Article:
iPhone disappoints mobile developers

Keeping the development environment simple will yield the most apps, but Web-based apps are limited, say many

No one ever said Apple marketers weren't clever. So if they wanted to start a firestorm of ISVs developing applications for the iPhone, how better to do that than to make development as simple as possible with the least barriers?

Nevertheless, until we hear more details from Apple about the way in which applications are handled on the iPhone, we won't know how clever Apple really is.

At WWDC07, Jobs promised that there will be a "new way to create applications for the iPhone" due mainly to the fact that it uses the full Safari browser engine.

But a lot of developers are disappointed with what Apple is offering.

"Web-based apps are cool for a lot of things. But what people were looking forward to was to to let them develop native applications," said Anthony Meadow , president of Bear River Associates , an ISV for mobile applications

Without native access to facilities, you don't have storage or sharing of information between applications, or reading and writing from address book and iCal. "There is not any easy way to do that with a Web-based application," said Meadow.

Overall, Meadow was not impressed. Although he admitted it is really not very clear what Apple intends. But, he added, "If they don't intend to have access, they should just tell us."

Ken Dulaney, the senior mobile analyst with Gartner says Apple's Web 2.0 solution is likely to be similar to what RIM does now.

"It avoids having to put code down on the device," Says Dulaney, which in turn protects it from crashing due to outside influences.

On RIM devices, the application is rendered on the server side, and the cache in the browser reformats it and pushes it down to the device.

"The code is only resident briefly on the device," Dulaney said.

Similar technology is also used by device manufacturers using mobile Linux from MontaVista.

Now resident on tens of millions of cell phones, the MontaVista design uses a "computing peer" design, Linux on the server and on the phone, giving developers the flexibility of partitioning an application on the client side and server side. An ISV can put a heavy load on the phone or a light one, says Jim Ready, CTO and founder of MontaVista.

"Linux on the phone is every bit as capable as Linux on the server," said Ready.

Certainly this supports similar statements from Jobs about Safari on the desktop and Safari on the iPhone.

However, like Meadow at Bear River, Ready has some reservations about the future capabilities or the richness of applications running on the iPhone.

When applications are developed solely using an "abstracted" development environment that doesn't talk to the lower layers of the device, such as the hardware and middleware, there is a dividing line in terms of the capabilities of the application.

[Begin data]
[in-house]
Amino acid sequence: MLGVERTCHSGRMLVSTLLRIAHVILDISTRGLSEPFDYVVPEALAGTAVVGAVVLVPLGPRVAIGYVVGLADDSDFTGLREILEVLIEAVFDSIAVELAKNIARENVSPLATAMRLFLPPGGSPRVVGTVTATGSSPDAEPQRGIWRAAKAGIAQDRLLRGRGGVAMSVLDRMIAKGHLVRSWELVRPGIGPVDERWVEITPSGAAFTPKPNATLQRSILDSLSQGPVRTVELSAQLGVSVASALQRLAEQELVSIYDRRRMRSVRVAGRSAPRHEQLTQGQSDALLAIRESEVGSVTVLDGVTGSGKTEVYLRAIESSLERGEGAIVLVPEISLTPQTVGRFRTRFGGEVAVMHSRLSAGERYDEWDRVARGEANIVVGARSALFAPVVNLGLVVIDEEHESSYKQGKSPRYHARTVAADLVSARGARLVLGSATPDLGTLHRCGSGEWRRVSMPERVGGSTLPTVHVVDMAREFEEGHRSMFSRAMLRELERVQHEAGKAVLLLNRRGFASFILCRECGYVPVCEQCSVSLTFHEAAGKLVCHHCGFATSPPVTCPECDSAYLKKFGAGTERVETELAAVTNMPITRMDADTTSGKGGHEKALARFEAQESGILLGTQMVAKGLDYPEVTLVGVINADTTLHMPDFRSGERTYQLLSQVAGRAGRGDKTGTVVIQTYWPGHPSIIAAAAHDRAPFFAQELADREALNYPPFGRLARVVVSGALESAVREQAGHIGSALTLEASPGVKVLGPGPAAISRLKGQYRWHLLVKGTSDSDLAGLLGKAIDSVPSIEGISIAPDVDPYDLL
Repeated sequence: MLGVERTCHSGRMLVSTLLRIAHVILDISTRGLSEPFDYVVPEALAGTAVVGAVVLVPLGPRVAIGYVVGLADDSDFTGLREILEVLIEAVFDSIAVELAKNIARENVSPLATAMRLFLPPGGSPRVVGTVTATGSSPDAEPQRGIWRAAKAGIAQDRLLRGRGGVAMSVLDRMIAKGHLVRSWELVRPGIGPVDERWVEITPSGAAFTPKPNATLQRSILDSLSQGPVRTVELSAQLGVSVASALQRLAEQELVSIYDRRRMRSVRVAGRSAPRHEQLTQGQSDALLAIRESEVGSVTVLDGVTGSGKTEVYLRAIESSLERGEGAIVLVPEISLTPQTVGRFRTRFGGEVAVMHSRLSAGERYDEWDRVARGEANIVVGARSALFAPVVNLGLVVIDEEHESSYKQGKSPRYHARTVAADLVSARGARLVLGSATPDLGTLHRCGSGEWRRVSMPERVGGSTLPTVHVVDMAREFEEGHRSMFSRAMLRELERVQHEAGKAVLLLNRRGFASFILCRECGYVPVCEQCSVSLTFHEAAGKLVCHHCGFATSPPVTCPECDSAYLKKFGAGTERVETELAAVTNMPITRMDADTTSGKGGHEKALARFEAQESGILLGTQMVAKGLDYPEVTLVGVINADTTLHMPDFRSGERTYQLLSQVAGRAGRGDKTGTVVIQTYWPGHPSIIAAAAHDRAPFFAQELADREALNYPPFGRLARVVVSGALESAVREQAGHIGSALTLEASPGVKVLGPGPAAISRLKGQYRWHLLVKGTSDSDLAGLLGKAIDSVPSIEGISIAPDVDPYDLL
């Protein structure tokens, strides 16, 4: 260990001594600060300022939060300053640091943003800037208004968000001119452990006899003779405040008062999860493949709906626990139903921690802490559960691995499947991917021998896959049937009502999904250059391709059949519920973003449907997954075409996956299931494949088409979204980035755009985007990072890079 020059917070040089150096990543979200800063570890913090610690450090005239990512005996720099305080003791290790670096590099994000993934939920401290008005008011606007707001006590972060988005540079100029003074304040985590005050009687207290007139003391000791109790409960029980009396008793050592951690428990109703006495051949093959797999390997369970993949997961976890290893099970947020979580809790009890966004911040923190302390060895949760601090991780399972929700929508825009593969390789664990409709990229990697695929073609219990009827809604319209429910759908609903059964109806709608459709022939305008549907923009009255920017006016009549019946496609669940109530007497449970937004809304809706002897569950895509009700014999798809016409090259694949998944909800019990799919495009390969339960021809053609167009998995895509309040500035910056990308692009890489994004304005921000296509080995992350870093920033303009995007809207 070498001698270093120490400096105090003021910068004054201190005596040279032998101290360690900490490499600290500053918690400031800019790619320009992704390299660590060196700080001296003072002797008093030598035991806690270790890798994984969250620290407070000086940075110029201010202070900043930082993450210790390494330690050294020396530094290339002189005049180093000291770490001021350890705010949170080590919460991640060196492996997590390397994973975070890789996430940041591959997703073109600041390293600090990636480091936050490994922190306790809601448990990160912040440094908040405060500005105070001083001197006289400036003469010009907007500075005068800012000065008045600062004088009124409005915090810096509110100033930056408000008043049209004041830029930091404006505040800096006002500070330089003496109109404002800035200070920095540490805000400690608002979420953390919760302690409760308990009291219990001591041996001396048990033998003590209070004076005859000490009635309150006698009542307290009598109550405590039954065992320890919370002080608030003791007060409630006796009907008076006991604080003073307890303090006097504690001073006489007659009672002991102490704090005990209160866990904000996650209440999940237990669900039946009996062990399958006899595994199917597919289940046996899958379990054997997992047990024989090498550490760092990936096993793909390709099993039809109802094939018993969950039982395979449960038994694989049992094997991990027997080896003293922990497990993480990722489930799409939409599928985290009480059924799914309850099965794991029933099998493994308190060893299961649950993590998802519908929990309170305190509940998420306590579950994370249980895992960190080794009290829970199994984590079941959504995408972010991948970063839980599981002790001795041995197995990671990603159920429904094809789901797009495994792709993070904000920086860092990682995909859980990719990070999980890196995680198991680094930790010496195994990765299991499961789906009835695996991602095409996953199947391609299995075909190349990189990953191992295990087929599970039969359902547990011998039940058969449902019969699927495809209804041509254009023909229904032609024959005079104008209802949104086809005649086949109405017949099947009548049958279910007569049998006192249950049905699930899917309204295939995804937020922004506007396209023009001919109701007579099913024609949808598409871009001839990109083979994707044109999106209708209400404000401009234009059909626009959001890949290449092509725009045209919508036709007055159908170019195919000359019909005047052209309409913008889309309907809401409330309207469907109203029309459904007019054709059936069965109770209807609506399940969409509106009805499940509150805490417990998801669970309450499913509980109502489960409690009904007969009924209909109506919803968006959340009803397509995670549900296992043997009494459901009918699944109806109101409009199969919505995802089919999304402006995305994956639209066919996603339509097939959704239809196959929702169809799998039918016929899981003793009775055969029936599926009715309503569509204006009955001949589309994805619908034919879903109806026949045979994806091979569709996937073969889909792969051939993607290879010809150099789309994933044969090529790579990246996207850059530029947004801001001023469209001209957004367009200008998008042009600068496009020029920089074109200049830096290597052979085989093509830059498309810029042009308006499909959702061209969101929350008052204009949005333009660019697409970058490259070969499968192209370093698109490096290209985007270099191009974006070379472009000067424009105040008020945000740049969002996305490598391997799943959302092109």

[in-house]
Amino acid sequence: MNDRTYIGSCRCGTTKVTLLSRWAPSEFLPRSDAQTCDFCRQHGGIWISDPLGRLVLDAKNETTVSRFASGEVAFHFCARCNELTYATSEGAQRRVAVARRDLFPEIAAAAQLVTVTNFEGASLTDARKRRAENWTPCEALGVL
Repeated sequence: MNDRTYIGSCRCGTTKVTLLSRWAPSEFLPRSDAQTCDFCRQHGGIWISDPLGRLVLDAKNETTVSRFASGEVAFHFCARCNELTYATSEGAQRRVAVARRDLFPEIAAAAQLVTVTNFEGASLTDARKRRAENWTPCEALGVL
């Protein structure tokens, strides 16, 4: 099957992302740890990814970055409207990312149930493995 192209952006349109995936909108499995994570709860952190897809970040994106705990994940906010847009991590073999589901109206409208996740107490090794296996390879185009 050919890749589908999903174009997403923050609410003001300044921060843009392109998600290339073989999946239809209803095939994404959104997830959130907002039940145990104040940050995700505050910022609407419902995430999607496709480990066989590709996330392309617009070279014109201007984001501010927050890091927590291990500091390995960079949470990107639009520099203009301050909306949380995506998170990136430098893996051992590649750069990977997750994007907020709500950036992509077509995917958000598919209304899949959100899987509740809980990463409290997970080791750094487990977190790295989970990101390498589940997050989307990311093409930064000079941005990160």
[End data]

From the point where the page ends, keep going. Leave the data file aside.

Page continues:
"Take video frame rates. The reason you back out of an abstracted environment is because you pay for the abstraction in performance. It is a tradeoff," said Ready.

And not only for performance -- developers also need to write native applications that get down closer to access the hardware and the middleware for size and control reasons, as well, although Meadow doesn't see access to hardware as a major problem. "There is a handful of people that care about writing to the chips. It is possibly useful for really high performance graphic drivers and low level networking code," he says.

So where does that leave gamers and business users whose need for rich network applications might be problematic on the iPhone?

Unfortunately, until the full story is known, it is hard to tell what the software limitations of the iPhone will be. Certainly, if Apple wants the device to be a great mobile gaming system for use by millions of road warriors during those long waits at the airport, it will have to address the issue of how to get developers to write applications native to both the hardware and middleware.

In business as well, cell phones are currently being used with customized software, such as bar code and RFID readers.

"You can't do that with a browser interface," says Jerry Panagrossi, vice present of U.S. Operations for Symbian. "You need something more in-depth that can talk to IBM or Oracle middleware using native APIs for a richer experience."

Jim Ready at MontaVista sums it up when he says keeping the development environment as simple as possible will facilitate the largest amount of applications. As far as the capabilities of those applications Ready says, "There are limits, but sometimes it's okay that there are limits."

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